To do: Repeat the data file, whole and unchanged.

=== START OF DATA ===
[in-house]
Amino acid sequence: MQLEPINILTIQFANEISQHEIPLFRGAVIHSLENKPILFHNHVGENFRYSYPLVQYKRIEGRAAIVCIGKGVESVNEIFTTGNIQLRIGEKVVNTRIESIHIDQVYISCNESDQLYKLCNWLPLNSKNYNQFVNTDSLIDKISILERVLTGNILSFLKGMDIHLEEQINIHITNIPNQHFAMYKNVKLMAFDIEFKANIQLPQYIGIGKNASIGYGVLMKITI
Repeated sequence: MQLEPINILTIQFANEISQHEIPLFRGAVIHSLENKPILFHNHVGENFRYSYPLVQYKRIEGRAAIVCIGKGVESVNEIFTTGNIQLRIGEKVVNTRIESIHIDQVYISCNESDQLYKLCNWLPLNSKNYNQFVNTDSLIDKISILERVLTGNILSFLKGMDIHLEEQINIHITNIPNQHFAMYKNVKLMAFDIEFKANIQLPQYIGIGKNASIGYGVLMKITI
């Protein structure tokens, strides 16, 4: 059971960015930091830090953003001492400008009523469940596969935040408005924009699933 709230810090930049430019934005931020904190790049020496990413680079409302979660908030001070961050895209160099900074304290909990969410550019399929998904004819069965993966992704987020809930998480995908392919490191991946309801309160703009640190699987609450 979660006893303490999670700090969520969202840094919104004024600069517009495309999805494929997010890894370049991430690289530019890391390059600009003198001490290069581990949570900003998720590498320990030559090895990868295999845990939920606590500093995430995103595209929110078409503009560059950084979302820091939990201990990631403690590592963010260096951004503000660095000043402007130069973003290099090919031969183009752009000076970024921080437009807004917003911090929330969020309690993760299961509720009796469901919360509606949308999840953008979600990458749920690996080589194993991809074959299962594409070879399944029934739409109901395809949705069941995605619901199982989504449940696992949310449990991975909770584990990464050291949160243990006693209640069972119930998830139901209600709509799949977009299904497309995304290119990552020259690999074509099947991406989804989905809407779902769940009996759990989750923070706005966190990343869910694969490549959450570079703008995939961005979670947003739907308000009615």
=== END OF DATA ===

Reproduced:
[in-house]
Amino acid sequence: MQLEPINILTIQFANEISQHEIPLFRGAVIHSLENKPILFHNHVGENFRYSYPLVQYKRIEGRAAIVCIGKGVESVNEIFTTGNIQLRIGEKVVNTRIESIHIDQVYISCNESDQLYKLCNWLPLNSKNYNQFVNTDSLIDKISILERVLTGNILSFLKGMDIHLEEQINIHITNIPNQHFAMYKNVKLMAFDIEFKANIQLPQYIGIGKNASIGYGVLMKITI
Repeated sequence: MQLEPINILTIQFANEISQHEIPLFRGAVIHSLENKPILFHNHVGENFRYSYPLVQYKRIEGRAAIVCIGKGVESVNEIFTTGNIQLRIGEKVVNTRIESIHIDQVYISCNESDQLYKLCNWLPLNSKNYNQFVNTDSLIDKISILERVLTGNILSFLKGMDIHLEEQINIHITNIPNQHFAMYKNVKLMAFDIEFKANIQLPQYIGIGKNASIGYGVLMKITI
């Protein structure tokens, strides 16, 4: 059971960015930091830090953003001492400008009523469940596969935040408005924009699933 709230810090930049430019934005931020904190790049020496990413680079409302979660908030001070961050895209160099900074304290909990969410550019399929998904004819069965993966992704987020809930998480995908392919490191991946309801309160703009640190699987609450 979660006893303490999670700090969520969202840094919104004024600069517009495309999805494929997010890894370049991430690289530019890391390059600009003198001490290069581990949570900003998720590498320990030559090895990868295999845990939920606590500093995430995103595209929110078409503009560059950084979302820091939990201990990631403690590592963010260096951004503000660095000043402007130069973003290099090919031969183009752009000076970024921080437009807004917003911090929330969020309690993760299961509720009796469901919360509606949308999840953008979600990458749920690996080589194993991809074959299962594409070879399944029934739409109901395809949705069941995605619901199982989504449940696992949310449990991975909770584990990464050291949160243990006693209640069972119930998830139901209600709509799949977009299904497309995304290119990552020259690999074509099947991406989804989905809407779902769940009996759990989750923070706005966190990343869910694969490549959450570079703008995939961005979670947003739907308000009615």